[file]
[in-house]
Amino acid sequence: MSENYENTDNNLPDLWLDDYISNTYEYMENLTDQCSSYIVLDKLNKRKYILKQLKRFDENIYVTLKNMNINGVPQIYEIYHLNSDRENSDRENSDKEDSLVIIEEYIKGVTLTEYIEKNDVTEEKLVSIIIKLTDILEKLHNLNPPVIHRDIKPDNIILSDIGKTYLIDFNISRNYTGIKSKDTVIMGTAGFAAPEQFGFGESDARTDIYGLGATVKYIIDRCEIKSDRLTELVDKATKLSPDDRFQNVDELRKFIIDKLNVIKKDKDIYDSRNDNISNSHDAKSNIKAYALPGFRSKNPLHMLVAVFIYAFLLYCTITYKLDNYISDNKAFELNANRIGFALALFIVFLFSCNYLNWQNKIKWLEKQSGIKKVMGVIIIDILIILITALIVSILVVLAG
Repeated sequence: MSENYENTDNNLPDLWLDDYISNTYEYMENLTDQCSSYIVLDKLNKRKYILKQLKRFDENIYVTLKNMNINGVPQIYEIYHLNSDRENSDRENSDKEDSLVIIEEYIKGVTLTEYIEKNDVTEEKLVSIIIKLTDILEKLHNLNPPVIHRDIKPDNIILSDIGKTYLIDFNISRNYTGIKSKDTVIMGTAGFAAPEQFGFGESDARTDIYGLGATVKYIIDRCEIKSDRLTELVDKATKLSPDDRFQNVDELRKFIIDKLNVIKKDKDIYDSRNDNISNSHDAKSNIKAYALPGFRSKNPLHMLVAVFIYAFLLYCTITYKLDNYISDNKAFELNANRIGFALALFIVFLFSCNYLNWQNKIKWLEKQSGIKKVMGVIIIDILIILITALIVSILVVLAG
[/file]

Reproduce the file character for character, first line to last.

[in-house]
Amino acid sequence: MSENYENTDNNLPDLWLDDYISNTYEYMENLTDQCSSYIVLDKLNKRKYILKQLKRFDENIYVTLKNMNINGVPQIYEIYHLNSDRENSDRENSDKEDSLVIIEEYIKGVTLTEYIEKNDVTEEKLVSIIIKLTDILEKLHNLNPPVIHRDIKPDNIILSDIGKTYLIDFNISRNYTGIKSKDTVIMGTAGFAAPEQFGFGESDARTDIYGLGATVKYIIDRCEIKSDRLTELVDKATKLSPDDRFQNVDELRKFIIDKLNVIKKDKDIYDSRNDNISNSHDAKSNIKAYALPGFRSKNPLHMLVAVFIYAFLLYCTITYKLDNYISDNKAFELNANRIGFALALFIVFLFSCNYLNWQNKIKWLEKQSGIKKVMGVIIIDILIILITALIVSILVVLAG
Repeated sequence: MSENYENTDNNLPDLWLDDYISNTYEYMENLTDQCSSYIVLDKLNKRKYILKQLKRFDENIYVTLKNMNINGVPQIYEIYHLNSDRENSDRENSDKEDSLVIIEEYIKGVTLTEYIEKNDVTEEKLVSIIIKLTDILEKLHNLNPPVIHRDIKPDNIILSDIGKTYLIDFNISRNYTGIKSKDTVIMGTAGFAAPEQFGFGESDARTDIYGLGATVKYIIDRCEIKSDRLTELVDKATKLSPDDRFQNVDELRKFIIDKLNVIKKDKDIYDSRNDNISNSHDAKSNIKAYALPGFRSKNPLHMLVAVFIYAFLLYCTITYKLDNYISDNKAFELNANRIGFALALFIVFLFSCNYLNWQNKIKWLEKQSGIKKVMGVIIIDILIILITALIVSILVVLAG